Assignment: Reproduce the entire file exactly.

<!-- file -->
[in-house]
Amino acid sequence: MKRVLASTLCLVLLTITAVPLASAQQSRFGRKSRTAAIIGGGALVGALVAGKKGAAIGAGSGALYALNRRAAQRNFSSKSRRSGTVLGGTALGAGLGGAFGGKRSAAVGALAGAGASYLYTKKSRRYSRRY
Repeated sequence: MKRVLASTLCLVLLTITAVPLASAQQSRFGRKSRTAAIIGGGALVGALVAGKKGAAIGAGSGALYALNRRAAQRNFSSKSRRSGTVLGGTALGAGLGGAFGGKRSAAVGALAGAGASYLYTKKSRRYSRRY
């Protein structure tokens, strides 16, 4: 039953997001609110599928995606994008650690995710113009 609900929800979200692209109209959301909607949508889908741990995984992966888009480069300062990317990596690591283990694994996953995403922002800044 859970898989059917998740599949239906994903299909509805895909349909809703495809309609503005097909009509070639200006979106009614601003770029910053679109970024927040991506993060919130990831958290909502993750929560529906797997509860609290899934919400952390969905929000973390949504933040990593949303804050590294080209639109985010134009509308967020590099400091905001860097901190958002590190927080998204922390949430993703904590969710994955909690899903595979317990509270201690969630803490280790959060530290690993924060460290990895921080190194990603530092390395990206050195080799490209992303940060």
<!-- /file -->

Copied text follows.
[in-house]
Amino acid sequence: MKRVLASTLCLVLLTITAVPLASAQQSRFGRKSRTAAIIGGGALVGALVAGKKGAAIGAGSGALYALNRRAAQRNFSSKSRRSGTVLGGTALGAGLGGAFGGKRSAAVGALAGAGASYLYTKKSRRYSRRY
Repeated sequence: MKRVLASTLCLVLLTITAVPLASAQQSRFGRKSRTAAIIGGGALVGALVAGKKGAAIGAGSGALYALNRRAAQRNFSSKSRRSGTVLGGTALGAGLGGAFGGKRSAAVGALAGAGASYLYTKKSRRYSRRY
């Protein structure tokens, strides 16, 4: 039953997001609110599928995606994008650690995710113009 609900929800979200692209109209959301909607949508889908741990995984992966888009480069300062990317990596690591283990694994996953995403922002800044 859970898989059917998740599949239906994903299909509805895909349909809703495809309609503005097909009509070639200006979106009614601003770029910053679109970024927040991506993060919130990831958290909502993750929560529906797997509860609290899934919400952390969905929000973390949504933040990593949303804050590294080209639109985010134009509308967020590099400091905001860097901190958002590190927080998204922390949430993703904590969710994955909690899903595979317990509270201690969630803490280790959060530290690993924060460290990895921080190194990603530092390395990206050195080799490209992303940060």